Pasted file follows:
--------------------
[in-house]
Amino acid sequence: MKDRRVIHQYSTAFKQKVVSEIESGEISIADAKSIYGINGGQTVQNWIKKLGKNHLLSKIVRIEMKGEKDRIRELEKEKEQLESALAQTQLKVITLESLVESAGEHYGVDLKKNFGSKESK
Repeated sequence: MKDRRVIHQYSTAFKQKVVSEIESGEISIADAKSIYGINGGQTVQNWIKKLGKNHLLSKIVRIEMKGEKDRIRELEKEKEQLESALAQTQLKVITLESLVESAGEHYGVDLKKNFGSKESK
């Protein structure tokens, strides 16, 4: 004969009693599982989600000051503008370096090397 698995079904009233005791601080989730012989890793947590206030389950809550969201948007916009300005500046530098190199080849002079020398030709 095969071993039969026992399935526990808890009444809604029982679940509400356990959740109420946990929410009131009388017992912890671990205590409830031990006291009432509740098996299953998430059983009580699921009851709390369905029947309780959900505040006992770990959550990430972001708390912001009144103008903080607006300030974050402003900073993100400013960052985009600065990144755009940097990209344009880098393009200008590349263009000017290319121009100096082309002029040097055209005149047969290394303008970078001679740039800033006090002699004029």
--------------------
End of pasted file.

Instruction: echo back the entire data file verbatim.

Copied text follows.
[in-house]
Amino acid sequence: MKDRRVIHQYSTAFKQKVVSEIESGEISIADAKSIYGINGGQTVQNWIKKLGKNHLLSKIVRIEMKGEKDRIRELEKEKEQLESALAQTQLKVITLESLVESAGEHYGVDLKKNFGSKESK
Repeated sequence: MKDRRVIHQYSTAFKQKVVSEIESGEISIADAKSIYGINGGQTVQNWIKKLGKNHLLSKIVRIEMKGEKDRIRELEKEKEQLESALAQTQLKVITLESLVESAGEHYGVDLKKNFGSKESK
């Protein structure tokens, strides 16, 4: 004969009693599982989600000051503008370096090397 698995079904009233005791601080989730012989890793947590206030389950809550969201948007916009300005500046530098190199080849002079020398030709 095969071993039969026992399935526990808890009444809604029982679940509400356990959740109420946990929410009131009388017992912890671990205590409830031990006291009432509740098996299953998430059983009580699921009851709390369905029947309780959900505040006992770990959550990430972001708390912001009144103008903080607006300030974050402003900073993100400013960052985009600065990144755009940097990209344009880098393009200008590349263009000017290319121009100096082309002029040097055209005149047969290394303008970078001679740039800033006090002699004029």